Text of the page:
One of the major innovations of the new Civil Procedure Code ("CPC"), which entered into force in 2018, was the introduction of the so-called "substantive legal guidance by the court", under which the judge may "assist" the parties under certain conditions to define the framework of the dispute as soon as possible and to bring the dispute to a conclusion within a reasonable time. Can the judicial assistance extend to the type of action that the plaintiff may bring? We examine the above question in the light of a recent decision of the Curia.
The obligation of the court to clarify the parties' statements (substantive legal guidance by the court, hereinafter “legal guidance”), which is regulated in detail in the CPC, is closely linked to the new definition of action in the CPC.
The previous rules of the Civil Procedure Code and the domestic judicial practice of several decades, based on the so-called "two-part definition of action", followed the principle of "da mihi facta, dabo tibi jus" (give me the facts, I will give you the law), according to which being bound by the application did not mean being bound by the legal title.
However, the CPC, in force since 2018, introduced the "three-part action" concept, according to which the plaintiff shall present his claim together with the facts on which it is based and the relevant legal title.
The CPC provides for three types of action: (i) an action seeking the imposition of an obligation (ii) an action for declaring the existence or non-existence of a right or legal relationship and (iii) an action for creating the legal status or legal relationship.
In the case of an action seeking the imposition of an obligation, the plaintiff seeks an order for payment of a specified sum against the defendant. In an action for a declaration, the plaintiff seeks a declaration of the existence of a right or a legal relationship, which action is possible only under certain conditions. In an action for creating the legal status or legal relationship, the plaintiff seeks the creation, modification or termination of a legal relationship, which action is possible only if the law expressly provides for it.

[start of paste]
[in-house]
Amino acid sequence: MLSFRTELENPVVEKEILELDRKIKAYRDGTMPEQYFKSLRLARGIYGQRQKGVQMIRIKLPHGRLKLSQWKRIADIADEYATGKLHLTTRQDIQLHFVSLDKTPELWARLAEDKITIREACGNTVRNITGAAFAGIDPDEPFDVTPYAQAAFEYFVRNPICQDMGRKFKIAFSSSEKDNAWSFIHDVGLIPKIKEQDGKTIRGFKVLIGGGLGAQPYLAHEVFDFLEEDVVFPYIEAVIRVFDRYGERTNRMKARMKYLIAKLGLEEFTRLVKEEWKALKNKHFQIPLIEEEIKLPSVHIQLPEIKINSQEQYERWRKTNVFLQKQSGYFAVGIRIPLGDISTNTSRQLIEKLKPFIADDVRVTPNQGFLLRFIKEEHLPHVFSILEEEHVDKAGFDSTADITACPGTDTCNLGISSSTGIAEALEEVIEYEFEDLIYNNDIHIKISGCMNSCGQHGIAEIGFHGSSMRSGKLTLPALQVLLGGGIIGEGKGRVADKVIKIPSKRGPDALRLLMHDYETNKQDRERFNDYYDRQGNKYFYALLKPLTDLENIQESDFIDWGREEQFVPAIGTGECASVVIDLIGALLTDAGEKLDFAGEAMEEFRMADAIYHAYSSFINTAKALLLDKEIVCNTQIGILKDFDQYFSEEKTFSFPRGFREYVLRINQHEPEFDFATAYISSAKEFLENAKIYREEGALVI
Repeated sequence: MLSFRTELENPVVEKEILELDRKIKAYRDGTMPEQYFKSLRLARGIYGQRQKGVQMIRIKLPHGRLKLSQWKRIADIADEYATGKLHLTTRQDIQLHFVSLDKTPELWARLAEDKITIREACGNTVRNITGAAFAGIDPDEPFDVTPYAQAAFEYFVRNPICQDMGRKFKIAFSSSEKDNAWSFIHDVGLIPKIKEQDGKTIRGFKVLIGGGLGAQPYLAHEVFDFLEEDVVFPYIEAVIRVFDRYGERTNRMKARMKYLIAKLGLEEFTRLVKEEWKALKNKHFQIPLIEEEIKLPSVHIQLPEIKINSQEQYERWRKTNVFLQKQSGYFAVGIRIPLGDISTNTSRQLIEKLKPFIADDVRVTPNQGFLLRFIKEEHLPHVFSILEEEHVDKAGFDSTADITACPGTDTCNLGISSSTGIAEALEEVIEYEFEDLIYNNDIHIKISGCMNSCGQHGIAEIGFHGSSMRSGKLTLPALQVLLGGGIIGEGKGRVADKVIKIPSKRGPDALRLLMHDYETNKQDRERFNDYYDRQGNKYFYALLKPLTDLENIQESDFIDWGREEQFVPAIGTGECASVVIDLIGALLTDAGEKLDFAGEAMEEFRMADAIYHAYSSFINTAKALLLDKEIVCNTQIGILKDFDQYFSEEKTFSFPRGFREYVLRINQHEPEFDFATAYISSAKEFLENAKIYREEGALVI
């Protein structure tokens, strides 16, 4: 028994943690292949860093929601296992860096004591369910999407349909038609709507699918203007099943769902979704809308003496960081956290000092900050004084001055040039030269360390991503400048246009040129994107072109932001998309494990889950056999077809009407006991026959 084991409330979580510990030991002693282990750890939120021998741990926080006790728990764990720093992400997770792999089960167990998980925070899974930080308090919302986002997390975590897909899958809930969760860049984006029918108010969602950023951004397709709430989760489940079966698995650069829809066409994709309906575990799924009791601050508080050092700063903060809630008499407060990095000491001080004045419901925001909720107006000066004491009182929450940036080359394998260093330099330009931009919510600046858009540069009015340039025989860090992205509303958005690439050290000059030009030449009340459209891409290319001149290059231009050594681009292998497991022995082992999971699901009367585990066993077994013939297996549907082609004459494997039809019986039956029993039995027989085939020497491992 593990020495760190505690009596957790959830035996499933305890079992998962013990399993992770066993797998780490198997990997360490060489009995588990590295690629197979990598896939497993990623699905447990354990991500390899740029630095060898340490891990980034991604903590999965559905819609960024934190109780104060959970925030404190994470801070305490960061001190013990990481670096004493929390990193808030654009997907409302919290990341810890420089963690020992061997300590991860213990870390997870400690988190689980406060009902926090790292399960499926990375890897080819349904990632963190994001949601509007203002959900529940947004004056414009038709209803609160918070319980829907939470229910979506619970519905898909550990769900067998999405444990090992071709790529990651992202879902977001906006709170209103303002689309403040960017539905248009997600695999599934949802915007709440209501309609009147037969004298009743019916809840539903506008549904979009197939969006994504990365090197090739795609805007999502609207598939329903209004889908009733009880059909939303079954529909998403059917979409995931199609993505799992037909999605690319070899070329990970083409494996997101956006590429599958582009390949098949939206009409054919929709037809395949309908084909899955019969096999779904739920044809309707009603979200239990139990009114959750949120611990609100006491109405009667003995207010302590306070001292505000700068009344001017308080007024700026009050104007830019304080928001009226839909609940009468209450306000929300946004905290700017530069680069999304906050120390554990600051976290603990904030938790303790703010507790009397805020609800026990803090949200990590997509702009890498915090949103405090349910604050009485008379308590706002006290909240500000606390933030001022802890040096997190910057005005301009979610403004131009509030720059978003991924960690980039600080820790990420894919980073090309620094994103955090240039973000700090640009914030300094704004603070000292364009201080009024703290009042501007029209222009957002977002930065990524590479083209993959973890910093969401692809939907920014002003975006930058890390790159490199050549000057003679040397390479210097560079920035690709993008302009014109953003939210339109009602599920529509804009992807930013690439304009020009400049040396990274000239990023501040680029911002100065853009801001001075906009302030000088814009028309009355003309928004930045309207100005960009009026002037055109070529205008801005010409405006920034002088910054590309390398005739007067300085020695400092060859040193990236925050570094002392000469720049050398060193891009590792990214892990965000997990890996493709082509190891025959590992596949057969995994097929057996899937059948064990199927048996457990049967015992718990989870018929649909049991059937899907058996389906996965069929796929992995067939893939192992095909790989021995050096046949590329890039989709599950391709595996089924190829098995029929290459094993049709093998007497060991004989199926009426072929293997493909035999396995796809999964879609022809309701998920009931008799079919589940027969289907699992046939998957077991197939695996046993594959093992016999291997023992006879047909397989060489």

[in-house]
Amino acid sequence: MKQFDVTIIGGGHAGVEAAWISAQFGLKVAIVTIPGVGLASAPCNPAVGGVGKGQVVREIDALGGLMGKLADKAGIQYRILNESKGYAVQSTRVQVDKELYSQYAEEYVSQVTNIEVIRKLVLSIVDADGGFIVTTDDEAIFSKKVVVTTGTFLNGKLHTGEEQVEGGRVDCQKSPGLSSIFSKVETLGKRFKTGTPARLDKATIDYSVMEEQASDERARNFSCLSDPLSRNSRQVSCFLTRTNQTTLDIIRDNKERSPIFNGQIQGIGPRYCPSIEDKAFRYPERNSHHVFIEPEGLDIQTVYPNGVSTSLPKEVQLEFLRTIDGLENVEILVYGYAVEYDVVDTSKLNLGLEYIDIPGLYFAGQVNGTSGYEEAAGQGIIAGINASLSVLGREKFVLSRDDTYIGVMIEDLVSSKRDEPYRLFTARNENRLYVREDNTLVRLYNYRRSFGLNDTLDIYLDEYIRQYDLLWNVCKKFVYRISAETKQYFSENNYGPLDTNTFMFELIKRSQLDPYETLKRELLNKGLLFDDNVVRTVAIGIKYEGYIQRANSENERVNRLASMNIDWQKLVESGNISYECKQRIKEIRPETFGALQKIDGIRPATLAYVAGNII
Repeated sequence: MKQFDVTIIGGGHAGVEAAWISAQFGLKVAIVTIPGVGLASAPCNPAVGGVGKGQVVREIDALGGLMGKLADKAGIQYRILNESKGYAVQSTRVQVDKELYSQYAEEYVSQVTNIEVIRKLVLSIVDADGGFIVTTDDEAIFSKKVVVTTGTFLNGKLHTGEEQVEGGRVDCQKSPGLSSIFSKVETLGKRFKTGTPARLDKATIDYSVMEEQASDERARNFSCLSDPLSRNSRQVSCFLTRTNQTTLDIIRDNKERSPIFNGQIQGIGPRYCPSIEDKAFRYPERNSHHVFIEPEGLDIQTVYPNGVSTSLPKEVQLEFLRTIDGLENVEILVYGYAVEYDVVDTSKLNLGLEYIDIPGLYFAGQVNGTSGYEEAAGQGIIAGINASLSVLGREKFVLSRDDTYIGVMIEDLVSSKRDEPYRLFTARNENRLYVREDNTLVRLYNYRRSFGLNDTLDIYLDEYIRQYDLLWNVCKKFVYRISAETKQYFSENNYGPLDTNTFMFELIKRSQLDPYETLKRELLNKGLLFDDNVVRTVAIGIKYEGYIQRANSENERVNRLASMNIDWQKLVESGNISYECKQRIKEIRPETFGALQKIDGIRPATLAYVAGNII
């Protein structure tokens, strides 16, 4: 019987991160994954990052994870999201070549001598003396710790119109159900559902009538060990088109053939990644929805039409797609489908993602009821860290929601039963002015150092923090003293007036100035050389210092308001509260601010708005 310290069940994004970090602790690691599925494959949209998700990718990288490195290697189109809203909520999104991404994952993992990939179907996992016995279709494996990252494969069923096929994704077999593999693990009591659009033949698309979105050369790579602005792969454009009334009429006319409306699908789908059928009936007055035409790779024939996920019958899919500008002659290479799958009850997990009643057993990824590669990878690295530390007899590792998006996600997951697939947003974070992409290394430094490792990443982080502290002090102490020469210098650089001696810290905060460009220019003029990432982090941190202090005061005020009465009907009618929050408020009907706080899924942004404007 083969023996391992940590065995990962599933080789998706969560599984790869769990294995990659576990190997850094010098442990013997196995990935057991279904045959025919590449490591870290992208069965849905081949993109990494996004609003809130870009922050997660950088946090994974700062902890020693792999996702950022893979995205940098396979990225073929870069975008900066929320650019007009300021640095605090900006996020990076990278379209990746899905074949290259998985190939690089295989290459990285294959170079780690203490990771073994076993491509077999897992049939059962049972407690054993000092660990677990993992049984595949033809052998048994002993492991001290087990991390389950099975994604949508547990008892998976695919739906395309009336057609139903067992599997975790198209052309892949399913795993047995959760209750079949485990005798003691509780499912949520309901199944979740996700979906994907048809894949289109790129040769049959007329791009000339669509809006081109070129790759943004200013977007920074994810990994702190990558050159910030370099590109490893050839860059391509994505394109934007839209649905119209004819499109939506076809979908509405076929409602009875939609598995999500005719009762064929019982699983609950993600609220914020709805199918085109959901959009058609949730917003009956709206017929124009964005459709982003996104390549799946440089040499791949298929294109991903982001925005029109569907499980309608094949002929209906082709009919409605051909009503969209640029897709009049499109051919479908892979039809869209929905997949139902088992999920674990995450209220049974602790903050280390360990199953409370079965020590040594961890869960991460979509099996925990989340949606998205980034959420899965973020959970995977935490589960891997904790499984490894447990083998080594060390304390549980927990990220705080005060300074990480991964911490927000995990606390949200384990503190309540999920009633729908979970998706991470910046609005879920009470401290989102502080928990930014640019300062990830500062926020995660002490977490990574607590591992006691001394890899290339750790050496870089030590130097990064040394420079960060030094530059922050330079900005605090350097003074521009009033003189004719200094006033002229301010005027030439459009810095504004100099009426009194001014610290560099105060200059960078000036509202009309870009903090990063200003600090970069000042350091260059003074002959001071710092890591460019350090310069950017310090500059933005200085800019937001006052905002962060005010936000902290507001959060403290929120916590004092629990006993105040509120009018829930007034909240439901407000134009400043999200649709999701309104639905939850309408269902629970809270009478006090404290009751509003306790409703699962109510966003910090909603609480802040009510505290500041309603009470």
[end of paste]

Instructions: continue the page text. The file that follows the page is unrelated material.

The court may, in the context of legal guidance by the court, inform the parties that it interprets the law referred by the parties differently from them , in which case the plaintiff may amend his action.
However, it is questionable whether, in the context of legal guidance by the court, the court shall inform the plaintiff if it considers that he intends to pursue his claim by an inappropriate type of action.
In the case, the plaintiff ("Plaintiff") as buyer and the defendant ("Defendant") as seller entered a pre- contract for the sale of real estate ("Pre-Contract") in December 2017 for a real estate property. The Defendant undertook to construct the property up to the structural completion stage as set out in the technical specifications, while the Plaintiff undertook to carry out the final construction works.